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Quest for Thinness


You wanted to look like the model in the magazine or be as slim as your favourite actress on TV, so you started dieting. Then dieting became an obsession.

You wanted to look like the model in the magazine or be as slim as your favourite actress on TV, so you started dieting. Then dieting became an obsession. Now, all you think about is food, yet you don't eat; or you do eat, but then throw up out of fear you'll get fat.

According to the American Psychiatric Association Work Group on Eating Disorders, about eight percent of women suffer from either anorexia nervosa or bulimia nervosa. The majority of these women are adolescents. The National Institute of Mental Health states that 90 percent of eating disorder cases are in adolescents and young women. In a society where having the perfect body symbolizes success, self-control, and acceptance, almost everyone quests for thinness.

It now appears that our impressionable children and teens are in hot pursuit of this "ideal" form. Researchers in Toronto analyzed data from surveys of southern Ontario schoolgirls between 1993 and 2003 and found that eating disorders are increasing in younger age groups. Nearly 32 percent of 10-year-old girls in the survey felt "too fat" and 31 percent were trying to diet. At critical periods of growth and development, more and more kids are choosing to avoid food altogether in fear of gaining weight.

Consider another alarming fact: The average height and weight of a North American woman is 5' 4"and 142 pounds. The average height and weight of a North American model is 5' 9" and 110 pounds. Only one in 10,000 girls and women meet model dimensions without dieting.

What is an Eating Disorder?

Eating disorders are classified into three categories.

Anorexia nervosa is estimated to occur in 0.5 to 3.7 percent of females at some point in their lifetime, according to the National Institute of Mental Health. It is a condition characterized by extreme weight loss due to severe food restriction. People with anorexia see themselves as fat even when they weigh very little. Those who suffer from anorexia feel the need to be in control. They control the amount of food eaten as a source of control for other aspects of their life.

Bulimia nervosa is a condition characterized by secretive food binges followed by purging to get rid of unwanted calories. Purging can be done using laxatives, vomiting, compulsive exercise, or fasting. The US National Eating Disorders Organization states that bulimia nervosa affects one to two percent of adolescent and young adult women.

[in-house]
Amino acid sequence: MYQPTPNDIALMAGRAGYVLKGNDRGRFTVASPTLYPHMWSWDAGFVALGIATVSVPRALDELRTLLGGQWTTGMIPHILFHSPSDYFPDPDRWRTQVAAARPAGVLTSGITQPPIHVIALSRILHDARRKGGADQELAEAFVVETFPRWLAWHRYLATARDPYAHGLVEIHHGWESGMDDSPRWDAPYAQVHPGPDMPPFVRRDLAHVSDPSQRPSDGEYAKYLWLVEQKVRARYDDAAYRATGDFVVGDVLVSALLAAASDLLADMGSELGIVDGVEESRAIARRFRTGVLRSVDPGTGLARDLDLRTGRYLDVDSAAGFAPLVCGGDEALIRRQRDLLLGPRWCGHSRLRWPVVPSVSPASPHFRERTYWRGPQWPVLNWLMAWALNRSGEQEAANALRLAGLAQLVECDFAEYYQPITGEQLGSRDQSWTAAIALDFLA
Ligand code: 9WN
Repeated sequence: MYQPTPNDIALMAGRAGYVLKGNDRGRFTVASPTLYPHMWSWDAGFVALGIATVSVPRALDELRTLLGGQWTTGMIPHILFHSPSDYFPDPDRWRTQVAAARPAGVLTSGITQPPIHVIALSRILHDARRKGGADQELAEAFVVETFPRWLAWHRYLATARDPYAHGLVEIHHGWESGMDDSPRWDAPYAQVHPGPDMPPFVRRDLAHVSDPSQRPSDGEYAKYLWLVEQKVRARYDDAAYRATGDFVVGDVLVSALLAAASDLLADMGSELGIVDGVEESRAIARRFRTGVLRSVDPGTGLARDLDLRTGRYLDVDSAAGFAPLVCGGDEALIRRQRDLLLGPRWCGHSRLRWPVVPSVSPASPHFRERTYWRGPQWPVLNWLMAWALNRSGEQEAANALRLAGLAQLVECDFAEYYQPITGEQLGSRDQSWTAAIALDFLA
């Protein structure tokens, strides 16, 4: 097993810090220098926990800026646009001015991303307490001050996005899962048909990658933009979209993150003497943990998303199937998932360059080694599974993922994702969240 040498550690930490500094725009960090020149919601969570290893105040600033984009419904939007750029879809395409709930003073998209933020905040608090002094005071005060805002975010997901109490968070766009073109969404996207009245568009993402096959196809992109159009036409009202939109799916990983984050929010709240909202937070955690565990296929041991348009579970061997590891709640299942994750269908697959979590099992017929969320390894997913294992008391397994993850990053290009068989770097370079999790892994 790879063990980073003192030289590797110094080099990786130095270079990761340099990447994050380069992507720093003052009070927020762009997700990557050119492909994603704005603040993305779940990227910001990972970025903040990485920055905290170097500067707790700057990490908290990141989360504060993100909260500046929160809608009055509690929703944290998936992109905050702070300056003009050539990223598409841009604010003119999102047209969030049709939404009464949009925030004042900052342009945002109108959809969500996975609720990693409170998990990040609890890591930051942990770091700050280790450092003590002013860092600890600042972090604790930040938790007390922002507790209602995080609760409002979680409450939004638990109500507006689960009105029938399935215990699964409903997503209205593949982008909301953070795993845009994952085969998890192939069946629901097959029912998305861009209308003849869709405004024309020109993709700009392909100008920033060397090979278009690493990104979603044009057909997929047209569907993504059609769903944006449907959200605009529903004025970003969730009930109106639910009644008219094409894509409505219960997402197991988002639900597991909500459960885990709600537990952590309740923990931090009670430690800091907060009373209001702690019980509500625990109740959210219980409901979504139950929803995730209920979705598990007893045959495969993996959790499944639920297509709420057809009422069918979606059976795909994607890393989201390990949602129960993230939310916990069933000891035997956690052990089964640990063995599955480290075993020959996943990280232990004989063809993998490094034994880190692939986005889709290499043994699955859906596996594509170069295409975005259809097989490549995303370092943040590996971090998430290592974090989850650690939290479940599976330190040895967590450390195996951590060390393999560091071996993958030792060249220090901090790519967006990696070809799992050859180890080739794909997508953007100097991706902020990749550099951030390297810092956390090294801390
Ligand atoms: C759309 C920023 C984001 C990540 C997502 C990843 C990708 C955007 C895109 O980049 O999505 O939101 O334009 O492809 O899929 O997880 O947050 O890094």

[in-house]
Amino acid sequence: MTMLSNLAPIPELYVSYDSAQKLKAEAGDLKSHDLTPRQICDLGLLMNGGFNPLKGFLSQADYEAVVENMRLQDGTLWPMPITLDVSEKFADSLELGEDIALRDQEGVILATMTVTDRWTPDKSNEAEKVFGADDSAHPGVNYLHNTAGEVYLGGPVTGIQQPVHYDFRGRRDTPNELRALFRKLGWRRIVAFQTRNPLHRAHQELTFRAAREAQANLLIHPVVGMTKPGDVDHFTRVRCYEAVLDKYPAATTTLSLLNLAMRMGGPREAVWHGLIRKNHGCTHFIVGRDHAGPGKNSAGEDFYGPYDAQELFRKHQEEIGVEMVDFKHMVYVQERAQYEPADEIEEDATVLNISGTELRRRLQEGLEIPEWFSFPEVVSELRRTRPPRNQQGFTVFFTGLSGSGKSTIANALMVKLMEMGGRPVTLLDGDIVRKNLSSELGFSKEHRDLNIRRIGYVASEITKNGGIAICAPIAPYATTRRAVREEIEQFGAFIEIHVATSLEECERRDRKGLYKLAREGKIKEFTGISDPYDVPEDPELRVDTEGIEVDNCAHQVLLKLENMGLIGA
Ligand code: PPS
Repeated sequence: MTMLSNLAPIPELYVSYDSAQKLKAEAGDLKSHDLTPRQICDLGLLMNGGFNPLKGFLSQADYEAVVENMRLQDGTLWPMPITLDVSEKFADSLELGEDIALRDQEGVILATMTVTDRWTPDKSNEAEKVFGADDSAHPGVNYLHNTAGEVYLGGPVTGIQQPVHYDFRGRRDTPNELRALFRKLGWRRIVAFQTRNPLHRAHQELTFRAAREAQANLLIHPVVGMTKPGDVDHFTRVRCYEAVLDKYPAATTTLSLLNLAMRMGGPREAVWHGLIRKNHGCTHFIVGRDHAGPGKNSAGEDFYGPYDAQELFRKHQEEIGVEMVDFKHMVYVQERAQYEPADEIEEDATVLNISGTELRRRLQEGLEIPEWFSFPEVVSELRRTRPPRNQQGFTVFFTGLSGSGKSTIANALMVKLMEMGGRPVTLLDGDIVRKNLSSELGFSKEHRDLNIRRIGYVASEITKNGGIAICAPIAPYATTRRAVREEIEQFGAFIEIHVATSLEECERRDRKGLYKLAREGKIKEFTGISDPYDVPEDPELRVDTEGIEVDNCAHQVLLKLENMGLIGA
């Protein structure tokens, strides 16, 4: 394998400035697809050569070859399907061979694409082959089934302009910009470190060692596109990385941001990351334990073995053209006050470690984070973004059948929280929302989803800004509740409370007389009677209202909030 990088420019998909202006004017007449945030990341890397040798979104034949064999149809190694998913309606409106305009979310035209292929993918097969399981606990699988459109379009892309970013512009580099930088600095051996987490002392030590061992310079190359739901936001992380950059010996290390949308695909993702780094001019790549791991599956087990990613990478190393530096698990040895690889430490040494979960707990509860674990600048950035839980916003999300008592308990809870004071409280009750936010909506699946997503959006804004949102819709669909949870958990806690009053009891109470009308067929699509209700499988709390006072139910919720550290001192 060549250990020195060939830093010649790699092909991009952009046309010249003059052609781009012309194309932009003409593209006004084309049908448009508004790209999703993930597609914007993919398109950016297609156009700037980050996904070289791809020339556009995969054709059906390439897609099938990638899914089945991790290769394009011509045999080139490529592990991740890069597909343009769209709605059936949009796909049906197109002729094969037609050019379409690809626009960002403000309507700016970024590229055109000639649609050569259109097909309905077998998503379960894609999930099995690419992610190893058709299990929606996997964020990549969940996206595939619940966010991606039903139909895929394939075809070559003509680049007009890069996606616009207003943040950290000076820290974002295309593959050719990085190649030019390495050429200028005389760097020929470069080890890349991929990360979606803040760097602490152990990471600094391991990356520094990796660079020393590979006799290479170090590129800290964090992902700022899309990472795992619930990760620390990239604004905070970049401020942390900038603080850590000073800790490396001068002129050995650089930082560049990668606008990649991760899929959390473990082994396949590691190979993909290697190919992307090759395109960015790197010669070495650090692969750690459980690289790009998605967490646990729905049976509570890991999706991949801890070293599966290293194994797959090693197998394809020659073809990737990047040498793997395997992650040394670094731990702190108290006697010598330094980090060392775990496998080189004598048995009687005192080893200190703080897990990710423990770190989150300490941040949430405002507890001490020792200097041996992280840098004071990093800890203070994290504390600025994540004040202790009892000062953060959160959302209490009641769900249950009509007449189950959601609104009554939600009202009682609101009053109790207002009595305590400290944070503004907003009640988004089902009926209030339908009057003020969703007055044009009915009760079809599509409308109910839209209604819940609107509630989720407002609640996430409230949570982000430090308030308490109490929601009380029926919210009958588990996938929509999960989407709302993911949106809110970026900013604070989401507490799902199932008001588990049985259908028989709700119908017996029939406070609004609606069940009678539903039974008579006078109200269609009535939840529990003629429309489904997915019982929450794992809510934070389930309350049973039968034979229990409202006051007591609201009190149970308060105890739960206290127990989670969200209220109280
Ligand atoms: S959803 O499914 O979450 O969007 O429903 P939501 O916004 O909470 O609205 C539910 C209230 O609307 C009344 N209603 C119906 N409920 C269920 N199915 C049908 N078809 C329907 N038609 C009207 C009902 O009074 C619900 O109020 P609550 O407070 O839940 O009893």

Binge-eating disorder, also called compulsive overeating, is characterized by continuous eating or extended binges. This usually occurs when people eat to feed their emotions and often have feelings of guilt and low self-esteem for not being able to control their eating. According to the US National Eating Disorders Organization, the incidence of binge-eating disorder is one to five percent of the general population.

A Matter of Control

No one variable causes an eating disorder. Certain personality characteristics such as low self-esteem, poor self-concept, and perfectionism can play a role in the development of an eating disorder. As well, some researchers theorize that eating disorders could partly be due to genetics. One study by doctors at the Maudsley Hospital in London suggested that people with anorexia were twice as likely to have variations in the gene for serotonin receptors, which help to regulate appetite. Due to an overproduction of serotonin, researchers theorize that those with anorexia are in a constant state of stress, resulting in a continual sense of anxiety. They reduce their intake to starvation levels in order to feel calm and regain a sense of control.

Our children's environment, including social, cultural, and media influences, can also perpetuate the development of an eating disorder. Whether it's through magazines, television, or a parent's obsession with their own weight, kids get the message that ultra-thin is in. In fact, the fear of being fat is so overwhelming that young girls have indicated in surveys that they are more afraid of becoming fat than they are of cancer, nuclear war, or losing their parents. Then, when young men and women see their body change during puberty, the lack of ability to control their own body shape can lead to frustration and despair, ultimately increasing the risk of an eating disorder.

Take it Seriously

Eating disorders are a serious health condition that can be both physically and psychologically devastating. In fact, the National Institute of Mental Health suggests that one in 10 cases end in death from starvation, suicide, or medical complication such as heart attack or kidney failure.

Fortunately, successful treatment of an eating disorder is possible and the sooner treatment starts, whether inpatient or outpatient, the better the outcomes are likely to be.

The quest for thinness does not bring happiness or health. Quest for love, self-acceptance, and feeling good about yourself no matter what size or shape.

Nutritional Therapy

Regulates appetite, taste, and smell
25 mg daily

Reduces stress
250 to 300 mg daily

St. John's Wort
Treats anxiety and depression
300 mg of 0.3 percent standardized extract three times a day

Source: Dr. Alexander Schauss and Carolyn Costin, Anorexia and Bulimia: A Nutritional Approach to the Deadly Eating Disorders (Keats Good Health Guides, 1997)



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Joshua Duvauchelle

Joshua Duvauchelle